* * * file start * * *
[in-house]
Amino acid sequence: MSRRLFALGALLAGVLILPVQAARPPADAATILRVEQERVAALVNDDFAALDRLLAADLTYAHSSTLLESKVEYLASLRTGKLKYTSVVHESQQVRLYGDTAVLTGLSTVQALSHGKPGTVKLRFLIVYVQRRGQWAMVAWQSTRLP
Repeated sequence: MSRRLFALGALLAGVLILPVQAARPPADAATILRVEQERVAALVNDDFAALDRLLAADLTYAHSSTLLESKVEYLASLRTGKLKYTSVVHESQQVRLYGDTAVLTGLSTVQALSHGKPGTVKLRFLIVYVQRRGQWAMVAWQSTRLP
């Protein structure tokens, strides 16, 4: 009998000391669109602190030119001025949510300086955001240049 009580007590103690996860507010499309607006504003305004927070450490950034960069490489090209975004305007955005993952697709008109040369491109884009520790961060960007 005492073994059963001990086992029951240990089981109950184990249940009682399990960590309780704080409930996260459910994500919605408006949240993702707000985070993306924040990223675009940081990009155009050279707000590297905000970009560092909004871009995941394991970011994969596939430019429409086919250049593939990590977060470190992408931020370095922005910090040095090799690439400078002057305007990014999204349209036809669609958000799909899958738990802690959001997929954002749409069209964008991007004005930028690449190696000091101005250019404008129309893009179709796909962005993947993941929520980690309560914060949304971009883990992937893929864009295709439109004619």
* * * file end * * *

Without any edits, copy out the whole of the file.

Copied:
[in-house]
Amino acid sequence: MSRRLFALGALLAGVLILPVQAARPPADAATILRVEQERVAALVNDDFAALDRLLAADLTYAHSSTLLESKVEYLASLRTGKLKYTSVVHESQQVRLYGDTAVLTGLSTVQALSHGKPGTVKLRFLIVYVQRRGQWAMVAWQSTRLP
Repeated sequence: MSRRLFALGALLAGVLILPVQAARPPADAATILRVEQERVAALVNDDFAALDRLLAADLTYAHSSTLLESKVEYLASLRTGKLKYTSVVHESQQVRLYGDTAVLTGLSTVQALSHGKPGTVKLRFLIVYVQRRGQWAMVAWQSTRLP
């Protein structure tokens, strides 16, 4: 009998000391669109602190030119001025949510300086955001240049 009580007590103690996860507010499309607006504003305004927070450490950034960069490489090209975004305007955005993952697709008109040369491109884009520790961060960007 005492073994059963001990086992029951240990089981109950184990249940009682399990960590309780704080409930996260459910994500919605408006949240993702707000985070993306924040990223675009940081990009155009050279707000590297905000970009560092909004871009995941394991970011994969596939430019429409086919250049593939990590977060470190992408931020370095922005910090040095090799690439400078002057305007990014999204349209036809669609958000799909899958738990802690959001997929954002749409069209964008991007004005930028690449190696000091101005250019404008129309893009179709796909962005993947993941929520980690309560914060949304971009883990992937893929864009295709439109004619």